After a complicated start, the Italian stock exchange has regained lost ground and is now back in line with the prices seen at the start of the year: +0.75%. The macro scenario – with high debt and an uncertain political situation – does not make buying Italian very desirable. But if you focus on micro aspects, you’ll find that Borsa Italiana is a treasure trove of interesting names.
This year, the winning sectors will most likely be cyclicals: financials, oil and raw materials. Between bail-outs and massive capital increases, the Italian banking problem appears to be behind us, at least for big banks. Around the globe, interest rates are on the rise and this helps interest income and creates some space for profitability. It would be great if Europe could import a little deregulation from the United States: let’s not forget that we went from a near total absence of rules before 2008 to excessive regulations that have effectively prevented the financial sector from recovering.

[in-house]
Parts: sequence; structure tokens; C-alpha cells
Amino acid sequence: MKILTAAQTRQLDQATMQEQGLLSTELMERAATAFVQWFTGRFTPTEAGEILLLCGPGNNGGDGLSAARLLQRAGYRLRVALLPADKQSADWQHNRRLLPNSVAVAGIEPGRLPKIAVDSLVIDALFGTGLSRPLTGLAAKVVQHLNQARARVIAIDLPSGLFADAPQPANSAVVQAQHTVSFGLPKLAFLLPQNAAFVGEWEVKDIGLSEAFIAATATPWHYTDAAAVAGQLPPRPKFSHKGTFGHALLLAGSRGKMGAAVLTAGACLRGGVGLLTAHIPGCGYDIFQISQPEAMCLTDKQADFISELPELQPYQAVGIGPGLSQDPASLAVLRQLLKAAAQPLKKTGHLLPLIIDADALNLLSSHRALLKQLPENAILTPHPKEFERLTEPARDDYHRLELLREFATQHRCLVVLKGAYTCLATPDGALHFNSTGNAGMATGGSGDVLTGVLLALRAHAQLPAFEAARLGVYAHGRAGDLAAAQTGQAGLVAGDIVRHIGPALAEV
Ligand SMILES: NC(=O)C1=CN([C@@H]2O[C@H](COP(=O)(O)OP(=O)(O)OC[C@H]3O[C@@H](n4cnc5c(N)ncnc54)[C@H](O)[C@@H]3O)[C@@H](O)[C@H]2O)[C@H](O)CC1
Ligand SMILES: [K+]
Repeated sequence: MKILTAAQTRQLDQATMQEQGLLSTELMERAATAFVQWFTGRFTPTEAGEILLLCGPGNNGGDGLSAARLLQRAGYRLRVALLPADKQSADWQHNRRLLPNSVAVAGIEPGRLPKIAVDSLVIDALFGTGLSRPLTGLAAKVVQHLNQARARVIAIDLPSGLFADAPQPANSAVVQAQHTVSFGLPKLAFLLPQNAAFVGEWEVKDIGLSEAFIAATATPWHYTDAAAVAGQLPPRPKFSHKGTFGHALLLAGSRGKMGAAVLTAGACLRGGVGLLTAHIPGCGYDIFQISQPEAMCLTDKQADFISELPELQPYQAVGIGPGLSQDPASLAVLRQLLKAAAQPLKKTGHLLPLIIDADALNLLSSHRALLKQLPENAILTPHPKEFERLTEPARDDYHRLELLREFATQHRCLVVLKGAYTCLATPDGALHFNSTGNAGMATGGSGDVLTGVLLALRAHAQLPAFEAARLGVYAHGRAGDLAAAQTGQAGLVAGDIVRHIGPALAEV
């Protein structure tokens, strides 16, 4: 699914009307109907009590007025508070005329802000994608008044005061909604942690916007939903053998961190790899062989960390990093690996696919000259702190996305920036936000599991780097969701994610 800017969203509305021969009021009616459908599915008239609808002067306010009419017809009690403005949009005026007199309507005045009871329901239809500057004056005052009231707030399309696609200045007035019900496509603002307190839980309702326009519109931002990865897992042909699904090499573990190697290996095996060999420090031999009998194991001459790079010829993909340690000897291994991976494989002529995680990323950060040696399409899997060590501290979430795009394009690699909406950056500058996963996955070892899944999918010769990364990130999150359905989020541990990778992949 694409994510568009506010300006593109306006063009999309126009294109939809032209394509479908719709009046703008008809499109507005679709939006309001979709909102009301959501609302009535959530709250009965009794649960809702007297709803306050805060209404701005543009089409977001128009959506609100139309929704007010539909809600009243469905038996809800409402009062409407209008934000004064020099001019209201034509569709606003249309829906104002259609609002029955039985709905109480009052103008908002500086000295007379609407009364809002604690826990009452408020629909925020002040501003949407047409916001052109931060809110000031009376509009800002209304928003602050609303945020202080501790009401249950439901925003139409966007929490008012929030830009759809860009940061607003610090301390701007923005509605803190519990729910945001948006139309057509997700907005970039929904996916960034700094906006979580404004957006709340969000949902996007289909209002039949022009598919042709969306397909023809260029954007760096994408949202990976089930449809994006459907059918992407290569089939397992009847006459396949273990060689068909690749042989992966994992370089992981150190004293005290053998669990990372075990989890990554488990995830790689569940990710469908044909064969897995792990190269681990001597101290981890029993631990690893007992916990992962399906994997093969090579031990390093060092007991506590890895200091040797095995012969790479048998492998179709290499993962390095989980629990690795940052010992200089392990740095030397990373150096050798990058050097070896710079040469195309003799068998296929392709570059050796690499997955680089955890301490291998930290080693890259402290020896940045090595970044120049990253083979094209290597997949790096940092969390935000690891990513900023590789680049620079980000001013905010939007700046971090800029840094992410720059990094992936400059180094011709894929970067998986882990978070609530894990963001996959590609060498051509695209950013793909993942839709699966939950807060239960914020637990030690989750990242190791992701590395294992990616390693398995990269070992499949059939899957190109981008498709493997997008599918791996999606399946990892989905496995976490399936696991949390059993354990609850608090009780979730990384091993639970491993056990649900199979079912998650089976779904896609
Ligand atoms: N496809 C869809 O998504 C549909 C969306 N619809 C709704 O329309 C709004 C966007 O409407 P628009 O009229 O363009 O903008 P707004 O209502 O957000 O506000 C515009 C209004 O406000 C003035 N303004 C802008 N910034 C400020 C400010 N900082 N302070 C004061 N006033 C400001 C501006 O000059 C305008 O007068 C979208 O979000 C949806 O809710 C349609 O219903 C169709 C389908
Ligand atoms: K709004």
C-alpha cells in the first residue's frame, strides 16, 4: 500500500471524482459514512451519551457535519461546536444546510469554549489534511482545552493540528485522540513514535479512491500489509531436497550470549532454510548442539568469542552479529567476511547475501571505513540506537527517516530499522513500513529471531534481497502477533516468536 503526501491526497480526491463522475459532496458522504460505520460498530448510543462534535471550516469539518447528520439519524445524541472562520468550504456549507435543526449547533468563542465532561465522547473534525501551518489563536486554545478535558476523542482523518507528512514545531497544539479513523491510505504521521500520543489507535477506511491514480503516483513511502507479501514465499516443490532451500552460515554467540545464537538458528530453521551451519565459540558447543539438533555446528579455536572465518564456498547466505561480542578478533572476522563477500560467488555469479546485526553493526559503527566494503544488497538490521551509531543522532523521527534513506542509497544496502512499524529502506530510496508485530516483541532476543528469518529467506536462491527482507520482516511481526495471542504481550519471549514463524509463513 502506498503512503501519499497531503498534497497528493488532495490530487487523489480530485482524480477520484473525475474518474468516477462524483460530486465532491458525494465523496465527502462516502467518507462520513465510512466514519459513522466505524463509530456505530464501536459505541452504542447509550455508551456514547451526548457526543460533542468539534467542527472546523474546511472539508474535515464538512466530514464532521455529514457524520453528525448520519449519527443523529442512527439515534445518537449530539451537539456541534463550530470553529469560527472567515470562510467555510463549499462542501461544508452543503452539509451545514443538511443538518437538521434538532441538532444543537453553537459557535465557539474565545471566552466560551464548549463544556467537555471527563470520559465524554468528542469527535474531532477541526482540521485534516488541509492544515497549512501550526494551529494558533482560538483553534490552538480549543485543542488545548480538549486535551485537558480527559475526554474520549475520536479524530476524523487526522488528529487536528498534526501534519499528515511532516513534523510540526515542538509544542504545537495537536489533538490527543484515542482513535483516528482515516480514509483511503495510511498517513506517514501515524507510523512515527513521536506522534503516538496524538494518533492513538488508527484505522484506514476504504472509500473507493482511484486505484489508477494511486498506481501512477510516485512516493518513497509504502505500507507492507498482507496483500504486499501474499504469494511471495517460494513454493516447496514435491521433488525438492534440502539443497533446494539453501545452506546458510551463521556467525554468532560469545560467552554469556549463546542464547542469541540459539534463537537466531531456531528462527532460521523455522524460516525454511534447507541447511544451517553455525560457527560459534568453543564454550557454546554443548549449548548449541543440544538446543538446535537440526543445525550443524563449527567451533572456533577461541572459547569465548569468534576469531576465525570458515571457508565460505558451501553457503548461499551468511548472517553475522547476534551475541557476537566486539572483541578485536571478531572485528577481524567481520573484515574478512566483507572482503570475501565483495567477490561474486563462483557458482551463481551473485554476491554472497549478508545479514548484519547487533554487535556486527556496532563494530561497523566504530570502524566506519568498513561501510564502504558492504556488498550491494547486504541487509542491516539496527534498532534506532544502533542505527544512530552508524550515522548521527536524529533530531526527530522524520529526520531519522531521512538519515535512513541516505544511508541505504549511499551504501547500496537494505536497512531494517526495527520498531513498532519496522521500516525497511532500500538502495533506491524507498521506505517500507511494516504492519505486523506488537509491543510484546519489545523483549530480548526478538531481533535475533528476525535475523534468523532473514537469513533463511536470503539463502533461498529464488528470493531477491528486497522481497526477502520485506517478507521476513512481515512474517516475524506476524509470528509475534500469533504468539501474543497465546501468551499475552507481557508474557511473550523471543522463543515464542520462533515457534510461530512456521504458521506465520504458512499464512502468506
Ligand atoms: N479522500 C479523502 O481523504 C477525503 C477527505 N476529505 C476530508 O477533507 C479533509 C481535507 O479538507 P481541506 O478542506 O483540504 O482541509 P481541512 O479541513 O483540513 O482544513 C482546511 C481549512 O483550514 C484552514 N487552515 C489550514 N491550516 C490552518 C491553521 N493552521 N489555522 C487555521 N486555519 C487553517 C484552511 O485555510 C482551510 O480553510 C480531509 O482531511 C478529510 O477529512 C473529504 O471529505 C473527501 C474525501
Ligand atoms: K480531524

In the meanwhile, many companies are reporting encouraging results. The mid-cap segment in particular is attracting increasing interest from investors. This is partly thanks to PIRs: the individual savings plans introduced by the Italian government in the last Stability Act to give Italian companies alternative access to capital markets without going through banks, with tax breaks for medium to long-term investors. If flows end up heading to PIRs, it would help reduce market volatility, encouraging a virtuous cycle.
In the short-term, however, international political risk will continue to affect indexes. The widening spread – around 185 bp today – is a signal that should not be underestimated. When the spread between Italy and Germany rises, the market falls. But the strongest trend at this stage is the rally in equities, and this can be seen in the sharp recovery whenever political risk is alleviated. The French presidential election is undoubtedly the most anticipated event: although the double vote system increases the probability of a liberal candidate winning, the experiences of 2016 – i.e., Brexit and Trump – tell us that polls tend to underestimate a protest vote. This is why positions on Europe might soften between today and the French elections, although I imagine there will be some stop and go. I would not recommend taking an aggressive stance, like those who want to adopt bearish positions.
By Massimo Trabattoni, Head of Equities for Italy at Kairos, for AdvisorPrivate’s Italian Times column.